The 1987 and 1989 games were two of four straight matchups of teams ranked in the AP Top 10 going into the bowl season to close out the 1980s. This significantly increased the Fiesta Bowl's prestige, to the point that it was now considered a major bowl by many fans and pundits.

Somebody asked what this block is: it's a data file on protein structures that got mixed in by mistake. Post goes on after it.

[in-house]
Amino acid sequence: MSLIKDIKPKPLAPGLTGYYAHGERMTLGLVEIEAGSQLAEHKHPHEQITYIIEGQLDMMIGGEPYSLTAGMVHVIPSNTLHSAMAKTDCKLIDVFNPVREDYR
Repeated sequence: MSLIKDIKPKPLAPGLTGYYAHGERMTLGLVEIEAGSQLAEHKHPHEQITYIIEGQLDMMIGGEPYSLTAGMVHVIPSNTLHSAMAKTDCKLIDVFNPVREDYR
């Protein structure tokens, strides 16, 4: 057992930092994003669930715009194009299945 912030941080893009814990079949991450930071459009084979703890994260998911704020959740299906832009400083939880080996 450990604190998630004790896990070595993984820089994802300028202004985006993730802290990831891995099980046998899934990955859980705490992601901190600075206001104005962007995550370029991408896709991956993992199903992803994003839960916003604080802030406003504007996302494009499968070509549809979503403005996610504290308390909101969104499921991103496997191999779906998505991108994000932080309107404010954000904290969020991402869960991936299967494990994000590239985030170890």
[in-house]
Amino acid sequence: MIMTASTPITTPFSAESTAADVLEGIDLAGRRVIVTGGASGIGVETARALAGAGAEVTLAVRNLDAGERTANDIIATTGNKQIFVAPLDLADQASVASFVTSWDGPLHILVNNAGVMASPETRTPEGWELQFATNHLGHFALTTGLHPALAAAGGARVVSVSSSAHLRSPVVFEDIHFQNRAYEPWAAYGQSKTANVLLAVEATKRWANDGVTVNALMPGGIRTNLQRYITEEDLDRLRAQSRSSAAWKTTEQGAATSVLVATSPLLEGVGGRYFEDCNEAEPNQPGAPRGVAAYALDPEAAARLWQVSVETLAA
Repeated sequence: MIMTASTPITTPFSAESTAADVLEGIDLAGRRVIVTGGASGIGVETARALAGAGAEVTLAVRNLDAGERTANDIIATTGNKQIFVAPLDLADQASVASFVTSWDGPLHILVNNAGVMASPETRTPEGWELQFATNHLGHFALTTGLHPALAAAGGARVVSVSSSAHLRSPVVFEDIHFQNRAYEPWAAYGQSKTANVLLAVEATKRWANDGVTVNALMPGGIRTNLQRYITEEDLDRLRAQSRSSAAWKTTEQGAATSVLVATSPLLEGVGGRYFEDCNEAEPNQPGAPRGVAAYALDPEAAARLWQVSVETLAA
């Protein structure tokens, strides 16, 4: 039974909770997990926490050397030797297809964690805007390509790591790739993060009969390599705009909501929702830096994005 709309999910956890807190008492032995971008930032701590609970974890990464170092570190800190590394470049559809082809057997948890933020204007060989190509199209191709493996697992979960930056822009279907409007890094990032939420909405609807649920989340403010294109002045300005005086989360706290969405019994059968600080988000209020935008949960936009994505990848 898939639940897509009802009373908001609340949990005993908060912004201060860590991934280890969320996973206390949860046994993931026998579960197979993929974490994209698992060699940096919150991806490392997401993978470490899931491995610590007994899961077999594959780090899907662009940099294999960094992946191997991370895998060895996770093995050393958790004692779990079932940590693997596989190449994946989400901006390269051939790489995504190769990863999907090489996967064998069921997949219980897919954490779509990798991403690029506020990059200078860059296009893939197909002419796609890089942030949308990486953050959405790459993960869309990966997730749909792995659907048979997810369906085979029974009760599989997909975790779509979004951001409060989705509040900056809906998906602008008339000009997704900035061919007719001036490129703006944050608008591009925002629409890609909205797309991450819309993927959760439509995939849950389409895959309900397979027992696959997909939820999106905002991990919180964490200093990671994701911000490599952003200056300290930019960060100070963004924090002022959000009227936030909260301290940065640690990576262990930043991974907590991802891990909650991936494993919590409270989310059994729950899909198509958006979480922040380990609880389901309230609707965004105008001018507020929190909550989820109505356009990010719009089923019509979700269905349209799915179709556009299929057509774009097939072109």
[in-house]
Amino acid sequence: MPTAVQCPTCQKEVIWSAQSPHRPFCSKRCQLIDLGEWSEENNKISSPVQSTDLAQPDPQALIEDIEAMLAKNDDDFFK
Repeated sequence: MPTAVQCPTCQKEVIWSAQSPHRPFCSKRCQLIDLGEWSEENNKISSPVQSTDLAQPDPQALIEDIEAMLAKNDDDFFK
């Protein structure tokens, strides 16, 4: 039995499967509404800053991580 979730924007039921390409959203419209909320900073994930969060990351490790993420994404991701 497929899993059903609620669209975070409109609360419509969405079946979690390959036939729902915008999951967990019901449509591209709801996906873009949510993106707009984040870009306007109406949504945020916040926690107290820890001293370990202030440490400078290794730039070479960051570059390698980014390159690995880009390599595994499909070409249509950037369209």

Before the 1991 game, several major universities declined invitations due to the State of Arizona's decision at that time not to adopt the Martin Luther King Holiday. However, in 1992, the Fiesta Bowl was invited to participate in the Bowl Coalition, a predecessor to the Bowl Championship Series. This assured the game would feature major conference champions or prestigious runners-up and cemented its status as a major bowl. When the Bowl Coalition was reconfigured as the Bowl Alliance, the Fiesta was included as one of the three top games. By this time, the Fiesta had clearly replaced the Cotton Bowl Classic as a major bowl. In 1996, it included a title game with a preset rotating site. The Fiesta Bowl hosted the 1996 game, featuring undefeated #1 Nebraska playing undefeated #2 Florida for the National Championship. Finally, with the addition of the Big Ten and Pac-10 conferences to the rechristened Bowl Championship Series, the Fiesta Bowl became a permanent fixture in the four year BCS National Championship Game rotation. In 1998, the Fiesta Bowl featured the first BCS National Championship Game, which Tennessee won over Florida State, 23 to 16.